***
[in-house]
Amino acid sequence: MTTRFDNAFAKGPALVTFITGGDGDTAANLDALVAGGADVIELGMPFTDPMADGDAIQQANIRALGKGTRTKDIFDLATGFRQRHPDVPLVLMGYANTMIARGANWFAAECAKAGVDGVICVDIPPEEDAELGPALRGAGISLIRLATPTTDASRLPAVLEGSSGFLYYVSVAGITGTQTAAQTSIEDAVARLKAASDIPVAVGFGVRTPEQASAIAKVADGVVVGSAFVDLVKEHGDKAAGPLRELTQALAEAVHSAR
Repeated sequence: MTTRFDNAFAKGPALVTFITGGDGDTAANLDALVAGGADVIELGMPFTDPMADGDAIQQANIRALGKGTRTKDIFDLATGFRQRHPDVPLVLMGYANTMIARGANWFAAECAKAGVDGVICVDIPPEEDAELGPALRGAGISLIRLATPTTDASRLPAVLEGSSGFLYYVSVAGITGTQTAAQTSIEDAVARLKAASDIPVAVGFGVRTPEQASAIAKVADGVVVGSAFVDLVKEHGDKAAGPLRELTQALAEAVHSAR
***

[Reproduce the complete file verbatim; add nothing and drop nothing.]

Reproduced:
[in-house]
Amino acid sequence: MTTRFDNAFAKGPALVTFITGGDGDTAANLDALVAGGADVIELGMPFTDPMADGDAIQQANIRALGKGTRTKDIFDLATGFRQRHPDVPLVLMGYANTMIARGANWFAAECAKAGVDGVICVDIPPEEDAELGPALRGAGISLIRLATPTTDASRLPAVLEGSSGFLYYVSVAGITGTQTAAQTSIEDAVARLKAASDIPVAVGFGVRTPEQASAIAKVADGVVVGSAFVDLVKEHGDKAAGPLRELTQALAEAVHSAR
Repeated sequence: MTTRFDNAFAKGPALVTFITGGDGDTAANLDALVAGGADVIELGMPFTDPMADGDAIQQANIRALGKGTRTKDIFDLATGFRQRHPDVPLVLMGYANTMIARGANWFAAECAKAGVDGVICVDIPPEEDAELGPALRGAGISLIRLATPTTDASRLPAVLEGSSGFLYYVSVAGITGTQTAAQTSIEDAVARLKAASDIPVAVGFGVRTPEQASAIAKVADGVVVGSAFVDLVKEHGDKAAGPLRELTQALAEAVHSAR